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Chris Ianson
Posted: Fri Feb 10, 2006 10:39 am
 
Hi, does anyone know where to find preferably a self-test kit or other
diagnosis information to determine whether someone has low or reduced levels
of Latent Inhibition?

http://www.news.harvard.edu/gazette/2003/10.23/01-creativity.html --
"They put 182 Harvard graduate and undergraduate students through a series
of tests involving 1) listening to repeated strings of nonsense syllables,
2) hearing background noise, and 3) watching yellow lights on a video
screen. (The researchers do not want to reveal details of how latent
inhibition was scored because such tests are still going on with other
subjects.)
The students also 4) filled out questionnaires about their creative
achievements on a new type of form developed by Carson, and they 5) took
standard intelligence tests. When all the scores and test results were
compared, the most creative students had lower scores for latent inhibition
than the less creative."

Sadly it doesn't explain how the tests were done.

Thanks in advance Smile
 
Chris Degnen
Posted: Fri Feb 10, 2006 10:36 pm
 
Too inhibited to say.

Chris Ianson wrote:
[quote:eaef9ce4ed]
Hi, does anyone know where to find preferably a
self-test kit or other diagnosis information to determine
whether I have low or reduced levels of Latent Inhibition?[/quote:eaef9ce4ed]
 
Chris Degnen
Posted: Sat Feb 11, 2006 8:07 am
 
Oh, no reply. My post not sensible enough I presume.
Well it wasn't, so I'll make up for it.

If you chance upon a copy of Wilfred Trotter's book
Instincts of the Herd in Peace and War you'll find on
pages 54-60 an observation of two personality types:
one insensitive, 'stable', and "reality resistive", and the
other sensitive, perceptive, but prone to neurosis. He
says of the 'stable' variety: "Early in history the bulk
of mankind must have been of this type, because
experience, being still relatively simple, would have
but little suggestive force, and would therefore
readily be suppressed by herd suggestion." He
proceeds to describe the type as "the waggoner upon
the footplate of the express engine, which has made
the modern history of nations a series of such
breathless adventures and hairbreadth escapes."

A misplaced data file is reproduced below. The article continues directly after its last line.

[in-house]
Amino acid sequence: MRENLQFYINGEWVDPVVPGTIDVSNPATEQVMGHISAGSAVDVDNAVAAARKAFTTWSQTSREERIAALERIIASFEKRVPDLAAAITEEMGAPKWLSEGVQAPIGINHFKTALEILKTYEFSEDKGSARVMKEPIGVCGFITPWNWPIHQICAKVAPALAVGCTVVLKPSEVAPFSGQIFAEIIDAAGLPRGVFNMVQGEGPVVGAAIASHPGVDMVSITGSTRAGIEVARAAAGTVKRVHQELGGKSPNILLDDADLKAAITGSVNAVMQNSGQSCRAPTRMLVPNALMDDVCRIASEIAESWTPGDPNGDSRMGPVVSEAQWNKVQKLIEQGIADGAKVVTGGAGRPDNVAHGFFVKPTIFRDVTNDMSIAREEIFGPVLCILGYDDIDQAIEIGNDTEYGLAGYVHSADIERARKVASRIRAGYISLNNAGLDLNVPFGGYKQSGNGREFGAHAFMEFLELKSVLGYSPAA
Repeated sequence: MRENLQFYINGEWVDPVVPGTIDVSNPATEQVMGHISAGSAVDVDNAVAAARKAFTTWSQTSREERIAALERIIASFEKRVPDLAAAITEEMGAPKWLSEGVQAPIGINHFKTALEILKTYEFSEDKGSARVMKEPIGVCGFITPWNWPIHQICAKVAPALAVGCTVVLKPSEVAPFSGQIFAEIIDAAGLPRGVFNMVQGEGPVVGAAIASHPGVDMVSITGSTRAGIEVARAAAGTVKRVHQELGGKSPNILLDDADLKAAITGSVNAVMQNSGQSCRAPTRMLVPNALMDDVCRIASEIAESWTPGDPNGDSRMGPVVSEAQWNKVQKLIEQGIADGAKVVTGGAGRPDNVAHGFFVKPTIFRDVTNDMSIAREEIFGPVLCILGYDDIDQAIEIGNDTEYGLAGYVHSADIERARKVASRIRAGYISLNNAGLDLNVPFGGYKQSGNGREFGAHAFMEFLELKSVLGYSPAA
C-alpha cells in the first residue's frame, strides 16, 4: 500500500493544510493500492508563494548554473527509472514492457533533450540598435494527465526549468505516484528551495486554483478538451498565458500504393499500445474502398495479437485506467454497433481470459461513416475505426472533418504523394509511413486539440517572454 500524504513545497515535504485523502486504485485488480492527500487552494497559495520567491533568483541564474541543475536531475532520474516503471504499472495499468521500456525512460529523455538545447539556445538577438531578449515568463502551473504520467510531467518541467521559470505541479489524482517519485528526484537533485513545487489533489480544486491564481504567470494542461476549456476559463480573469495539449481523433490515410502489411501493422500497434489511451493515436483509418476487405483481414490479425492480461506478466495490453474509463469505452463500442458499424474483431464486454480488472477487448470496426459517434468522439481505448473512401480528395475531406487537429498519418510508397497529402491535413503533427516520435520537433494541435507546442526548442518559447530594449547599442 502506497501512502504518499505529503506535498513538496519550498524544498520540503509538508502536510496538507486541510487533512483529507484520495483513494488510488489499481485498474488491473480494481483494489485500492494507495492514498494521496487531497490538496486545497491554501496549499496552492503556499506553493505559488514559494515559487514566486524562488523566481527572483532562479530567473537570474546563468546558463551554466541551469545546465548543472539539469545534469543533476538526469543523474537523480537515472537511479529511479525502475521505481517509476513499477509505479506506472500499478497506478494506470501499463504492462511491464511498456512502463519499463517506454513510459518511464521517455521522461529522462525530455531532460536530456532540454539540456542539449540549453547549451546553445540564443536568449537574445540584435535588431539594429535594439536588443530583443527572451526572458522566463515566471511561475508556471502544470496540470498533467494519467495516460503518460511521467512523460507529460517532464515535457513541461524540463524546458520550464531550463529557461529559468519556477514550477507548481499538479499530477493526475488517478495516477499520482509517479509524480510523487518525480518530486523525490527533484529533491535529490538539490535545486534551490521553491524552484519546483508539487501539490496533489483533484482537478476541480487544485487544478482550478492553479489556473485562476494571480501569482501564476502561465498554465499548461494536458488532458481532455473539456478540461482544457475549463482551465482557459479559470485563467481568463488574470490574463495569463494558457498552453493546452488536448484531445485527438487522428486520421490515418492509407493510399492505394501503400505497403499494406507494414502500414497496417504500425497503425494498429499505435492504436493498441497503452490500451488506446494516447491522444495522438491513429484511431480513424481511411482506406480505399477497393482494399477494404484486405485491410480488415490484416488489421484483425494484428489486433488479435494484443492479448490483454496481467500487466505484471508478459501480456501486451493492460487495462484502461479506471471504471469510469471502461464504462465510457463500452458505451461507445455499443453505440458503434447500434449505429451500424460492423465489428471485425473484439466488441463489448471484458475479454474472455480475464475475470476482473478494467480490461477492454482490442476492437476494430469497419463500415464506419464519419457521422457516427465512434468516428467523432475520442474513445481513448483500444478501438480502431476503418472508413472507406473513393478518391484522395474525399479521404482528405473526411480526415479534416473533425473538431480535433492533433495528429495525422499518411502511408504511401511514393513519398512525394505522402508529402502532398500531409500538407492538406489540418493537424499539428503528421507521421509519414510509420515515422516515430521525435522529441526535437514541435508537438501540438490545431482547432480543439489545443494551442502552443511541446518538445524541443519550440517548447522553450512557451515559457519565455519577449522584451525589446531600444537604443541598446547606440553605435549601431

It's dated 1909, and though he doesn't develop the
theme of the sensitive type very far, he really nailed it.

If you're a sensitive type why not just eschew the
madding crowd.


Chris Degnen wrote:
[quote:1b7401147a]
Too inhibited to say.

Chris Ianson wrote:

Hi, does anyone know where to find preferably a
self-test kit or other diagnosis information to determine
whether I have low or reduced levels of Latent Inhibition?
[/quote:1b7401147a]
 
Chris Ianson
Posted: Sat Feb 11, 2006 10:43 am
 
Thanks, but just looking for a test that can be performed to see if someone
has Low Latent Inhibition. Not sure how your post answers that questions as
it is not a test. Thanks anyway.

"Chris Degnen" <tilting@windmills.freeserve.co.uk> wrote in message
news:dskni5$22dd$1@newsreader.cw.net...
[quote:1503273a5f]Oh, no reply. My post not sensible enough I presume.
Well it wasn't, so I'll make up for it.

If you chance upon a copy of Wilfred Trotter's book
Instincts of the Herd in Peace and War you'll find on
pages 54-60 an observation of two personality types:
one insensitive, 'stable', and "reality resistive", and the
other sensitive, perceptive, but prone to neurosis. He
says of the 'stable' variety: "Early in history the bulk
of mankind must have been of this type, because
experience, being still relatively simple, would have
but little suggestive force, and would therefore
readily be suppressed by herd suggestion." He
proceeds to describe the type as "the waggoner upon
the footplate of the express engine, which has made
the modern history of nations a series of such
breathless adventures and hairbreadth escapes."
It's dated 1909, and though he doesn't develop the
theme of the sensitive type very far, he really nailed it.

If you're a sensitive type why not just eschew the
madding crowd.


Chris Degnen wrote:

Too inhibited to say.

Chris Ianson wrote:

Hi, does anyone know where to find preferably a
self-test kit or other diagnosis information to determine
whether I have low or reduced levels of Latent Inhibition?
[/quote:1503273a5f]
 
Chris Degnen
Posted: Sat Feb 11, 2006 11:17 am
 
Chris Ianson wrote:
[quote:b9aee0c1e4]
Thanks, but just looking for a test that can be performed to see if someone
has Low Latent Inhibition. Not sure how your post answers that questions as
it is not a test. Thanks anyway.
[/quote:b9aee0c1e4]
Excursive supplement to "Anyone with experience of Low Latent Inhibition?"

If the other side of the coin is perceptual resistivity perhaps a false-inference
test would be of use, if you can't find the one you want. It depends what
dimension your interested in.
 
Paul Campbell
Posted: Sat Feb 11, 2006 12:20 pm
 
Chris,

First let me say, I know comparatively little about this subject. However,
there does appear to be substantial amounts of information on the internet
about the testing procedures used for Low Latent Inhibition. One rather